If George Cook's parents had not been keen on amateur theatricals, the D'Oyly Carte Opera Company might never have had the very excellent services of the Usher, Old Adam, and the Sergeant of Police! For it was thanks to their keenness that young George, when he came out of the Royal Navy at the end of World War II, joined an amateur operatic society and first knew the delights of singing Gilbert and Sullivan. So well did he do in this amateur society that he decided to have his voice trained, and came up to London from his home in Coventry to train under Henry Cummings and Arthur Reckless.
On their recommendation he auditioned for the Company in 1953, and was accepted as a chorister. Although he sang in the chorus of some of the operas, he understudied what are known as the "Pooh-Bah" parts and sang the important roles of Bouncer, the Usher, the Bo'sun, the Sergeant of Police, Scynthius, Go-To, Old Adam, and Giorgio. He was respected and well-liked by his fellow-artists, and had many fans.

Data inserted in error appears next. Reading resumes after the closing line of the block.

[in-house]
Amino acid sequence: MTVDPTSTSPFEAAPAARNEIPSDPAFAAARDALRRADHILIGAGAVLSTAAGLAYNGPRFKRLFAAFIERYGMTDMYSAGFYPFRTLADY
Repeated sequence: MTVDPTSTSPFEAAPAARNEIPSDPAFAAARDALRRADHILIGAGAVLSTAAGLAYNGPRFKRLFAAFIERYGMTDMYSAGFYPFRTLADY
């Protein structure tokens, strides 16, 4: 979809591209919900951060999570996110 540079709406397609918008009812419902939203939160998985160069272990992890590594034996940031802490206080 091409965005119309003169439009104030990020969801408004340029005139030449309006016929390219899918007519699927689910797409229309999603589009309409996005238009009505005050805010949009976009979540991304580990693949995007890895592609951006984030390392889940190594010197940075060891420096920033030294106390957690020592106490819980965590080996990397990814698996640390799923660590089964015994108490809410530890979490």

His connection with fans was two-fold; not only did he have his own human fans, but he also made the fans that were used in the company's production of "The Mikado". He supplied them, too, for practically every amateur production of the opera throughout the country, and even had enquiries from America and Austria.
His wife, Marian Martin, was also in the Company which they left in 1969 and, in 1972, George worked for Securicor singing with "Gilbert and Sullivan for All" in his spare time.
G & S Recordings
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